Jeff Radebe defends 'clean energy' deals despite objections
Minister of Energy Jeff Radebe on Tuesday defended government's Independent Power Producer programmes despite a late night court hearing.
Radebe had today planned to sign power purchase agreements and implementation agreements with 27 renewable energy Independent Power Producers (IPPs).
The National Union of Metalworkers of South Africa (Numsa) said earlier on Tuesday that together with Transform RSA‚ it had been granted an interim interdict at the North Gauteng High Court on Monday night to prevent Eskom from concluding the IPP projects‚ including the power purchase agreements.
Radebe complained about "a mere one hour notice to the Minister and Eskom as respondents" in the application brought to court.
The matter was argued until after 11pm.
Radebe disputed the outcome‚ saying in a statement: "After arguments were concluded‚ the court refused to grant an interim interdict against Eskom or the Minister but instead postponed the matter to 27 March 2018 ...
In the absence of an interdict‚ and with the court having expressly informed the parties at court that it would not grant such an order‚ nothing prevented Eskom and IPPs from signing the agreements as scheduled by me for Tuesday‚ 13 March 2018.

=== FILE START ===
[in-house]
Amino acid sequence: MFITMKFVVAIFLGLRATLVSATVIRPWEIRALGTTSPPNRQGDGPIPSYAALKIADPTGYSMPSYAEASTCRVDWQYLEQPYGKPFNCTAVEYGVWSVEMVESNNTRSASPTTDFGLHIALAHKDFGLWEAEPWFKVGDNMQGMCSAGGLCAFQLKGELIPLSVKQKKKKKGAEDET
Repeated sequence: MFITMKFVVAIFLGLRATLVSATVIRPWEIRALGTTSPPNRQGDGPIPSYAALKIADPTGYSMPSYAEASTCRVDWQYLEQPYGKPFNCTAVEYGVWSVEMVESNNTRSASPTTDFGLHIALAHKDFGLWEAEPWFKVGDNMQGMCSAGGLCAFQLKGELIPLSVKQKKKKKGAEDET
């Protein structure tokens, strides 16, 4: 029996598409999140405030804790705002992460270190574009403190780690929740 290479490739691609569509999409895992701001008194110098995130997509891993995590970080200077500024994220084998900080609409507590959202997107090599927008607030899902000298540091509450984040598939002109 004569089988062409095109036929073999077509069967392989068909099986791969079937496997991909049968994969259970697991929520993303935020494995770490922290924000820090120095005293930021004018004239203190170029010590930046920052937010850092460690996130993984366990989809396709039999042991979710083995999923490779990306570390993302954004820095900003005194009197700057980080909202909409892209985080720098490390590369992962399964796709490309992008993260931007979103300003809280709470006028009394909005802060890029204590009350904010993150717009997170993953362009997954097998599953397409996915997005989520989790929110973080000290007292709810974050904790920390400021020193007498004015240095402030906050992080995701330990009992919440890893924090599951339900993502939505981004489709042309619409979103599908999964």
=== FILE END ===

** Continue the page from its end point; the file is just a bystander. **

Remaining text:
However‚ counsel for the Minister informed the court that whilst there is no interdict granted‚ the signing will however be postponed until the 27 March 2018 when the matter is finally disposed of in court".
"This undertaking was made voluntarily on behalf of the Minister in the spirit of constitutionalism and the rule of law."
Radebe said the plan was intended to bring about cost-efficient clean energy.
"This initiative will enable R56 billion of new investment in the economy over the next 2 to 3 years‚ which will immediately contribute to growth in the economy. . .
"The usage of different types of energy supply‚ which includes renewable forms of power generation‚ is in line with the energy policy. . .
"These programmes will contribute towards competitive market pricing of electricity‚ both for the household consumer as well as for industrial usage."
Numsa said it joined the court application with Transform RSA in order to protect the livelihoods of thousands of workers and their families.
“Numsa believes that the signing of these contracts would be detrimental for the working class of Mpumalanga and the country as a whole. The signing of the IPP means that Eskom will require less coal-fired electricity. This is likely to lead to the closure of the coal fired power plants and the impact will be that at least 30 thousand working class families will suffer because of job losses‚” the union said.
“The IPP roll-out will raise the cost of electricity dramatically‚ because IPP’s cost much more than coal-fired electricity.”
Numsa added it is a recognized trade union at Eskom‚ and it wanted the opportunity to make submissions to the energy regulator Nersa‚ Eskom and the energy minister on the IPP contracts and the implications for its members.
“Eskom was planning to sign these agreements despite the fact that a previous application‚ by the Coal Transporters Forum to interdict them from signing is still pending at the North Gauteng High Court. They were attempting to impose this deal on us without consultation‚ but we stopped them!‚” said Numsa.
The matter has been set down for March 27 at the North Gauteng High Court. “We are confident that the court will recognize that our rights have been violated and will look favourably on our application‚” said Numsa.